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Bass or Clarity - The Headphone Debate

Bass Monster Headphones

This morning I was alerted to a rather interesting debate. Following the recent article we published on the Beats brand, it feels like a natural progression to discuss the variation in sound across the range. As a self confessed audiophile, you might expect my personal argument to be obvious, however, this discussion really does need to account for the needs of a general population and I shall account for this within the forthcoming article.


The picture that you see to the right is of the Sony XB ('Xtra Bass) range which was released in 2009. It was introduced to the market with the explicit aim of providing consumers with a range of ear/headphones that have 'enhanced' bass capabilities. Obviously, this was a range which was intended for the 'Hi-Fi' market or users which like a pronunciation of bass frequencies to compliment their music tastes, typically electronic music genres, and in no way produced for monitoring or an accurate representation of the music itself.


For a number of years now the sonic quality of portable music mediums has developed alongside the possibility of carrying hundreds, if not thousands, of tracks within the pocket of the music consumer. Where these formats have become increasingly affordable, and without reference to 'lossy' formats of music such as MP3, the weak link has become the headphones themselves and therefore innovation has been driven to accommodate the music genres and fashion styles of the average majority. In turn this has meant that consumers are paying more for their portable players and the fashion branding of music technology.


Depending on your stance within this argument, you may see the fact that the high-street has moreover accommodated the sale and distribution of ear/headphones thats sonic quality have been coloured, is either a good or bad thing. This is not to say that this is not a completely new revolution. For years ear/headphone manufacturers have either deliberately accented 'happy equalisation' techniques within the tuning of the drivers to make their headphones appear to perform better for cost effectiveness or have deliberately coloured the audio so that they 'best suit' the tonality of various music genres for a target consumer.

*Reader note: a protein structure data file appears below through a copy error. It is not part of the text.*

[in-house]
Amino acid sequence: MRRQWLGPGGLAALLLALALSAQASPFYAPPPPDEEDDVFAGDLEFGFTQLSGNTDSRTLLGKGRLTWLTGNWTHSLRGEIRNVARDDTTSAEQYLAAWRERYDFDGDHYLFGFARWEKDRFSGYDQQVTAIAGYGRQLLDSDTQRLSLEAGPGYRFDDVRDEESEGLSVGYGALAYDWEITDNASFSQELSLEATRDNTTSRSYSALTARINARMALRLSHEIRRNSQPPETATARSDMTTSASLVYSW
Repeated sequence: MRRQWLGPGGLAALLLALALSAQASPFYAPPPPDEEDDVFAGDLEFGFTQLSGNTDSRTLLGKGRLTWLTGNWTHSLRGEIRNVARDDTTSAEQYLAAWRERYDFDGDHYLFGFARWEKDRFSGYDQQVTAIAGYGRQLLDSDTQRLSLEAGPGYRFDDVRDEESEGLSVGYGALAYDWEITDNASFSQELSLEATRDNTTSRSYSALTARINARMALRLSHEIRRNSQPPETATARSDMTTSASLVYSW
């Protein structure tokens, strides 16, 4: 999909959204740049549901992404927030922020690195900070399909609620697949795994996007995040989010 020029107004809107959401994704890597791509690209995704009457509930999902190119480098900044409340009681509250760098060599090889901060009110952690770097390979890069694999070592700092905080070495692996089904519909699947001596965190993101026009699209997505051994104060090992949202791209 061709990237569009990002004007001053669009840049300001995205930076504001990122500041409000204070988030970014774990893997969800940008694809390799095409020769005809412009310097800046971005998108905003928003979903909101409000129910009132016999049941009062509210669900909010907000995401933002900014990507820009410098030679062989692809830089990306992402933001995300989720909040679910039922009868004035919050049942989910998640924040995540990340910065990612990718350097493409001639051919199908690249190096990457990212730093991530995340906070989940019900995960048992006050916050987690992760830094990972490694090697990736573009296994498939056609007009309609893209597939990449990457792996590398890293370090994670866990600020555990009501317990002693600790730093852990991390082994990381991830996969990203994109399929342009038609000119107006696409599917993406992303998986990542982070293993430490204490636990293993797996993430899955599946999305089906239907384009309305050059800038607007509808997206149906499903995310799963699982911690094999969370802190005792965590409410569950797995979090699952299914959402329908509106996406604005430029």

?Interestingly this has fuelled an influx of students and 'project producers' whom are taking to using brands of ear/headphones thats inherent nature of design is to colour the audio... In this department I do feel that the people whom are using these products are missing out on what sound naturally is and the reason for this is that you don't need hyped bass to appreciate or 'feel' the music more. An analysis of this might suggest that because they believe in 'premium quality' audio marketing, this has made them think that they are suitable for professional audio applications. This is a huge mistake because they have no guarantee that the music they produce will be translated well on other playback devices and will lead to hours of tweaking... Sennheiser are pretty much the only 'pro-audio' brand which are on the high-street, but even they have succumbed to producing a wide variety of models to sell more units and appear more marketable. Then again I am yet to see a pair of ear/headphones, on the high-street, properly marketed as 'monitor' quality... You don't see people walking around with monitor earphone branded products such as those produced by Beyerdynamic because they are not marketed for this... They are aimed to suit the studio and their design in terms of the driver housing (shape, size, material and cable design) and visual colour is not always for aesthetic reasons, it is because they rely on physics to accent neutrality or sonic scope to fit into the studio/professional environment.